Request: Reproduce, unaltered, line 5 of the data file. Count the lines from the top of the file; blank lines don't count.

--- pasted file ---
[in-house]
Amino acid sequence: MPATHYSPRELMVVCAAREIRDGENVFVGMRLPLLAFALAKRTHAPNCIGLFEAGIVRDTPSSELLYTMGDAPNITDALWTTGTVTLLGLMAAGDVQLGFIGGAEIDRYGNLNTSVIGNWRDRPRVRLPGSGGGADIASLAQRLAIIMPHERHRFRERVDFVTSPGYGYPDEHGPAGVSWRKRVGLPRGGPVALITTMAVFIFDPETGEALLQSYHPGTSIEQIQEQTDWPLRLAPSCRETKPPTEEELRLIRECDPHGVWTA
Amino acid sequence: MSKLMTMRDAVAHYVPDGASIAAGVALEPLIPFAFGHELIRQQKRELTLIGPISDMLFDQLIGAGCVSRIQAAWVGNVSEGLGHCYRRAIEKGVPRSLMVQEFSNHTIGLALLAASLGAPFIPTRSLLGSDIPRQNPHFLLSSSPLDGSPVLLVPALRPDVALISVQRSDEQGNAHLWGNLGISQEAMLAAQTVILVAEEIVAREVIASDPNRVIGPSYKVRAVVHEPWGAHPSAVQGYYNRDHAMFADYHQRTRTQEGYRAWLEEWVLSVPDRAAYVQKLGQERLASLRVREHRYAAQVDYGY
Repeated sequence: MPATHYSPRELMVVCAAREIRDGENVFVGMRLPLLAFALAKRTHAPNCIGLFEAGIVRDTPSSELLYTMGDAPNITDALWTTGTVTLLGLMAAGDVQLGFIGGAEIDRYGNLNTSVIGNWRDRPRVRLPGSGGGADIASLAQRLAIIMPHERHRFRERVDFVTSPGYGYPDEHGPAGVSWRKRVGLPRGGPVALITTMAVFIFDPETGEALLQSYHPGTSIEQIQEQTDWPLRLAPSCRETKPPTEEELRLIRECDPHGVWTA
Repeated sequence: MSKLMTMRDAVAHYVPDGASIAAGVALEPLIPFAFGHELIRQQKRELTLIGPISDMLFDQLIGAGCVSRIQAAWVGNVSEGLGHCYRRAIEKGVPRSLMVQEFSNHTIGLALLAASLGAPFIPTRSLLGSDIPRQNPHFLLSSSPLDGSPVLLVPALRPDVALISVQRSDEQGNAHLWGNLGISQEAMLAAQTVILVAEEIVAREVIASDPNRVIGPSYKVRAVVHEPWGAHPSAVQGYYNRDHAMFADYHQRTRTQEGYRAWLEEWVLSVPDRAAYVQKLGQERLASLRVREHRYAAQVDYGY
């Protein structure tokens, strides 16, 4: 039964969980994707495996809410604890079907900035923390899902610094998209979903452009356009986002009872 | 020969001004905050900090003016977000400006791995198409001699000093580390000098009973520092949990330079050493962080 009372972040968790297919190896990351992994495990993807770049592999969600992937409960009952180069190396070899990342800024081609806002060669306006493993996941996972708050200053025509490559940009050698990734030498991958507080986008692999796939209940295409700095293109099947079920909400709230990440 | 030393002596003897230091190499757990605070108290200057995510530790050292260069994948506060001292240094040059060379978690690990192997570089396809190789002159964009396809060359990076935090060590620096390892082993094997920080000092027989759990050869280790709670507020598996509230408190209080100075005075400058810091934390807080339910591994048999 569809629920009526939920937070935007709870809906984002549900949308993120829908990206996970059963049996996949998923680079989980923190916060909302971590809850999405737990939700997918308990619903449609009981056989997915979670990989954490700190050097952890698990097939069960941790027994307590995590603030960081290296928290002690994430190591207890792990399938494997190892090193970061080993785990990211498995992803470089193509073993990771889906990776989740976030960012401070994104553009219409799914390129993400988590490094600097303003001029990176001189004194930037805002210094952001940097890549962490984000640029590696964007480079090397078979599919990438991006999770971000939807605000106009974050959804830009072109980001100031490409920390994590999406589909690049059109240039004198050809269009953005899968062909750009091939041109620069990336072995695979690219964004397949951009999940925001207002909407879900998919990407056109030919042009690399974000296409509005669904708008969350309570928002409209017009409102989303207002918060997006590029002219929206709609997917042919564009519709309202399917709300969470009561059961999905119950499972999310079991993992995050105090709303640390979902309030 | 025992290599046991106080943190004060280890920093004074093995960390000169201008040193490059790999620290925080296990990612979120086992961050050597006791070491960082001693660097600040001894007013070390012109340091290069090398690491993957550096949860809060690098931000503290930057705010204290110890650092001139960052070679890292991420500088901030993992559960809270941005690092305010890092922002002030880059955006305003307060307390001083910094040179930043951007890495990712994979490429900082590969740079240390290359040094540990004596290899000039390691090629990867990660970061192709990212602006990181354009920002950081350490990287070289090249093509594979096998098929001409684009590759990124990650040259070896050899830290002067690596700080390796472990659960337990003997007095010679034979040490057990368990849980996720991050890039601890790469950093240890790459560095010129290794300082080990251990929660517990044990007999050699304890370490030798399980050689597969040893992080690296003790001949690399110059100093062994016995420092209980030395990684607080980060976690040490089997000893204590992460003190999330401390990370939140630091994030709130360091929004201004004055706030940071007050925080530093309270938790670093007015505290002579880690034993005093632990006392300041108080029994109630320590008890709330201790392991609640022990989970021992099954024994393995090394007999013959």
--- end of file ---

Repeated sequence: MSKLMTMRDAVAHYVPDGASIAAGVALEPLIPFAFGHELIRQQKRELTLIGPISDMLFDQLIGAGCVSRIQAAWVGNVSEGLGHCYRRAIEKGVPRSLMVQEFSNHTIGLALLAASLGAPFIPTRSLLGSDIPRQNPHFLLSSSPLDGSPVLLVPALRPDVALISVQRSDEQGNAHLWGNLGISQEAMLAAQTVILVAEEIVAREVIASDPNRVIGPSYKVRAVVHEPWGAHPSAVQGYYNRDHAMFADYHQRTRTQEGYRAWLEEWVLSVPDRAAYVQKLGQERLASLRVREHRYAAQVDYGY